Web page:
War and Wine

Marguerite Barrett
Contributing Writer

Today is the 150th anniversary of the beginning of the American Civil War.  In South Carolina, the commemorations, like the war, kick off in the pre-dawn hours as Civil War re-enactors fire upon Fort Sumter.   Here in Connecticut (birthplace of both Harriet Beecher Stowe and John Brown), commemorations begin at 8:00 am with a ceremonial firing of cannons on the lawns of the state capitol.

Reading about the plans for four years worth of commemorations led me to wonder about the history of local wines in the 19th century.  An obvious question is whether or not (or to what extent) the war influenced wine production or consumption.

A quick internet search turned up not much – not surprising, I suppose.  Prohibition was such a game-changer for American wine production; it took decades to re-establish local wine cultures in many states.  As a result, when you go looking for information on the history of American wine, most of the stories begin in the late 60s or early 70s.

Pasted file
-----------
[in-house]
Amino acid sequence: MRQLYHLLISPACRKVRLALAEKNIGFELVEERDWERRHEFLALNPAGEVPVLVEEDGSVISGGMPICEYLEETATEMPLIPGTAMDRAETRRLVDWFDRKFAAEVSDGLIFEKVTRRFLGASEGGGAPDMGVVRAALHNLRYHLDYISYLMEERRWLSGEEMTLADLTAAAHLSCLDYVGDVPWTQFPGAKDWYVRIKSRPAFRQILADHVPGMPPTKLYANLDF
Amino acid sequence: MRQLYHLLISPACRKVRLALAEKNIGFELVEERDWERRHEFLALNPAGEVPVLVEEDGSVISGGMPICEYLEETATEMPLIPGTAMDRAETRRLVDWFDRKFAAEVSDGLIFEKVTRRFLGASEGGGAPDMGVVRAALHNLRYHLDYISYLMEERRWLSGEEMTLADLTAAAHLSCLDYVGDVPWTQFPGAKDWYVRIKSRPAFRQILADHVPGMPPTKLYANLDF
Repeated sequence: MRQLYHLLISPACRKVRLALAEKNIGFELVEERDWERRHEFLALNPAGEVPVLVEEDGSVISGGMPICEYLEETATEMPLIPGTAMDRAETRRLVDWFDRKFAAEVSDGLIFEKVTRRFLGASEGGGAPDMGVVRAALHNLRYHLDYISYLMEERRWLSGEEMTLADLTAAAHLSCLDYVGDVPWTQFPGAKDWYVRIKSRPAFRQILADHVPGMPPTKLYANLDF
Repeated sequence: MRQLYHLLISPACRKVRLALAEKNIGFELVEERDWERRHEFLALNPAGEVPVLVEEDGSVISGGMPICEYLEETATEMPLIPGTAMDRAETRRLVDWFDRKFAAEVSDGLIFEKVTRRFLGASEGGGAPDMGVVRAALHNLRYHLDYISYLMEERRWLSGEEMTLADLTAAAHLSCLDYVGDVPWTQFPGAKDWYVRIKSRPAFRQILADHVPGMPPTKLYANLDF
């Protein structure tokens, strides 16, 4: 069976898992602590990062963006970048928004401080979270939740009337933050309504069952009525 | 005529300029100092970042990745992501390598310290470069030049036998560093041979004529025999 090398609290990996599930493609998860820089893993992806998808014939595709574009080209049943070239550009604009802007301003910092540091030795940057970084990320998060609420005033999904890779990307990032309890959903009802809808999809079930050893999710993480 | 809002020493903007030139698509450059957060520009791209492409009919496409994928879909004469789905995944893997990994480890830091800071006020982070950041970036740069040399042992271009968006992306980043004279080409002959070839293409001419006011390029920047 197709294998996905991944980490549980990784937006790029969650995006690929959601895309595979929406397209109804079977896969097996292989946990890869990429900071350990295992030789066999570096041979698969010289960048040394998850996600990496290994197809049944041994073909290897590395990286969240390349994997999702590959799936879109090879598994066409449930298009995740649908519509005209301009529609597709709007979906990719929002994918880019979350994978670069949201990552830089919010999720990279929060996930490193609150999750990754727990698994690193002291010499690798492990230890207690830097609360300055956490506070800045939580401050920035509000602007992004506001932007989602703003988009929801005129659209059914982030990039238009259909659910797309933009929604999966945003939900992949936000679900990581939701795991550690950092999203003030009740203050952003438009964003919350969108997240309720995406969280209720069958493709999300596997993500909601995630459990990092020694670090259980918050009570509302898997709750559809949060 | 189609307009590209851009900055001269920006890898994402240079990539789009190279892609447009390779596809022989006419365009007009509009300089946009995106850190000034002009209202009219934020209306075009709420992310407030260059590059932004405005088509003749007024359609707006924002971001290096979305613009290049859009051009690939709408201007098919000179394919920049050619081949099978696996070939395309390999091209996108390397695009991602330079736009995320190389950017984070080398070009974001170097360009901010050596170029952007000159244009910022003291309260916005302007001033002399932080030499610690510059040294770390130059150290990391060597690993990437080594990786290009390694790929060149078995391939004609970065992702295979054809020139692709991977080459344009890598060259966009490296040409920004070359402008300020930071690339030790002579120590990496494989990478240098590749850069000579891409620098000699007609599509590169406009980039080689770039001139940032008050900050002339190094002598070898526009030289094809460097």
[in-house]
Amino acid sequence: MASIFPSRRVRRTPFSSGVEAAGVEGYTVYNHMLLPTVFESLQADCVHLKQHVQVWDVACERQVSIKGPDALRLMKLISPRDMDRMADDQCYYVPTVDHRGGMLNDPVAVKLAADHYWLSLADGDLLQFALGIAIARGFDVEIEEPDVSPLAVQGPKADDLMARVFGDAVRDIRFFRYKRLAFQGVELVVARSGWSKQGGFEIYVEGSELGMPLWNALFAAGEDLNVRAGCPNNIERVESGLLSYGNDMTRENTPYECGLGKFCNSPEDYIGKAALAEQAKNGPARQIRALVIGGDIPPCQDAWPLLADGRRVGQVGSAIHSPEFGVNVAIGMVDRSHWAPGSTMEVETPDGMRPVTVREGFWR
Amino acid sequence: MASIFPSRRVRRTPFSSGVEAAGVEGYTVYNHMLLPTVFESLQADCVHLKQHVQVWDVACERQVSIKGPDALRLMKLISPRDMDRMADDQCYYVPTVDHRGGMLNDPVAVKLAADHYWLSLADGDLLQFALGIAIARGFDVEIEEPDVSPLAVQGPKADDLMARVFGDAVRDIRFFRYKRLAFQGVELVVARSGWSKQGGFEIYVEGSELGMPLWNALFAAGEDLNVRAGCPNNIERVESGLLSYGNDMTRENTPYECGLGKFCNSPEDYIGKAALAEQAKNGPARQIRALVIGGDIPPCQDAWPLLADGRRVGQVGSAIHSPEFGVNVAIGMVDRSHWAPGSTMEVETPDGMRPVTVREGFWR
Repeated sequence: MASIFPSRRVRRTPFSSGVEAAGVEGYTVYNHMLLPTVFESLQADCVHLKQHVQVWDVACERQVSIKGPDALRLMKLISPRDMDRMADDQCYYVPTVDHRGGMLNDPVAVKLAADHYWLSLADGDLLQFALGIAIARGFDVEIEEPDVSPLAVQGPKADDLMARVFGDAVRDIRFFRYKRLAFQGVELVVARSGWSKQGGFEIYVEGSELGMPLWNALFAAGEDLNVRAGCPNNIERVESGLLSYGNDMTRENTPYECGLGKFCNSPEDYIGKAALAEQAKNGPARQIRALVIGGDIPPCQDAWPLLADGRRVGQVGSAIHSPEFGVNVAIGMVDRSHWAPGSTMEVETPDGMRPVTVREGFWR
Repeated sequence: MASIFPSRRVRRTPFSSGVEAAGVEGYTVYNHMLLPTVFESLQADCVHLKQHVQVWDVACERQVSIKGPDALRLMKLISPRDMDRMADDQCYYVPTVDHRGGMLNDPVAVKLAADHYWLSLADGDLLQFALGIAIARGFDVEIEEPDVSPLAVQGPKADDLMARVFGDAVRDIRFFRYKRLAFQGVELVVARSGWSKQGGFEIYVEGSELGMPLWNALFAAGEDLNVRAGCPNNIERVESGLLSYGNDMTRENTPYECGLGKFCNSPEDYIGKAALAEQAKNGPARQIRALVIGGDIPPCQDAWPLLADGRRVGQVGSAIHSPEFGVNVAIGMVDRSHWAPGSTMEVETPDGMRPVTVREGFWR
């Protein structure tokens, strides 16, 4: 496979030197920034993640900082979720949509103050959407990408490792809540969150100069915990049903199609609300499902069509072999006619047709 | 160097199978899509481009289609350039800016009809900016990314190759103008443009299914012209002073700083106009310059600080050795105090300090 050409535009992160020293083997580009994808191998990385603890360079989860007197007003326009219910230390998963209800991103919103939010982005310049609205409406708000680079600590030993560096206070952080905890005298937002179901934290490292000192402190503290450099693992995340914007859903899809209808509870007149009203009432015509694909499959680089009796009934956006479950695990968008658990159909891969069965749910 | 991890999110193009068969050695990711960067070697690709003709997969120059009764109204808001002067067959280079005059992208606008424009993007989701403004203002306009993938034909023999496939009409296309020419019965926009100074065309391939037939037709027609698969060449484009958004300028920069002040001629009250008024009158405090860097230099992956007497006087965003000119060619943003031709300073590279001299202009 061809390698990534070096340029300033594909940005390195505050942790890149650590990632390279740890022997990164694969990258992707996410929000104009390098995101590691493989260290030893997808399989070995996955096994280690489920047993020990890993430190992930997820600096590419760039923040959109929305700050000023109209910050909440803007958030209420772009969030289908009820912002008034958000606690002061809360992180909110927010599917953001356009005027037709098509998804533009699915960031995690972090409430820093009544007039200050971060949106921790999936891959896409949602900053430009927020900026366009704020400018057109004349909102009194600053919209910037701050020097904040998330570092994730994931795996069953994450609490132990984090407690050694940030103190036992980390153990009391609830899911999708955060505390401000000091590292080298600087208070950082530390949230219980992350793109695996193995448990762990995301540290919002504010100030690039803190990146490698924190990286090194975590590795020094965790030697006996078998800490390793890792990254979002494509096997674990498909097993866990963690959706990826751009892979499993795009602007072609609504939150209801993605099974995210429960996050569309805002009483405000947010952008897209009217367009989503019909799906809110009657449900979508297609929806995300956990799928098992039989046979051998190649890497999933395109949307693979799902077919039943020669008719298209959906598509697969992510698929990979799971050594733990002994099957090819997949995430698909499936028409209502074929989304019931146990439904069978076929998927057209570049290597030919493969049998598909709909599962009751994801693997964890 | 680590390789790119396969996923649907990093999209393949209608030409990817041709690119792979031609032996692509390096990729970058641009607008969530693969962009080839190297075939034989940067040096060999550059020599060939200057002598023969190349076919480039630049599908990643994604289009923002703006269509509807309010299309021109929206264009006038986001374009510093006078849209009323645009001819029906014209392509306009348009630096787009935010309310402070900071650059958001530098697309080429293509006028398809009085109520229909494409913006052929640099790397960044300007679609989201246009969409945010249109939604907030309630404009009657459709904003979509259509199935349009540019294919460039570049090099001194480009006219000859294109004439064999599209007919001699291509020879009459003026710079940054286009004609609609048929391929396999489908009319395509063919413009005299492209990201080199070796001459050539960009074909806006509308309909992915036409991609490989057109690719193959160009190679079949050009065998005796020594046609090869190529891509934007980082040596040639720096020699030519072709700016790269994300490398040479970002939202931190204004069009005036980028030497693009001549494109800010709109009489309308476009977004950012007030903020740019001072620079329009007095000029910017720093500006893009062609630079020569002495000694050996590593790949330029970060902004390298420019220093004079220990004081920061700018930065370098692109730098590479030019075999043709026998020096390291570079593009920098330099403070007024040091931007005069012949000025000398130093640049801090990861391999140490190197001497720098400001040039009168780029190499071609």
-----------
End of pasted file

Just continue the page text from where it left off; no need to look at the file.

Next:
But there’s information out there in a handful of books and articles, and I found the charming “Civil War Wine Reviews” in Benito’s Wine Reviews.   There’s undoubtedly more to be found in local histories and historical societies, so as I gear up for the trip to Virginia this summer for the Wine Blogger’s Conference, what a better time to stretch my long-unused research muscles and start a new occasional series, “Wine and War.”

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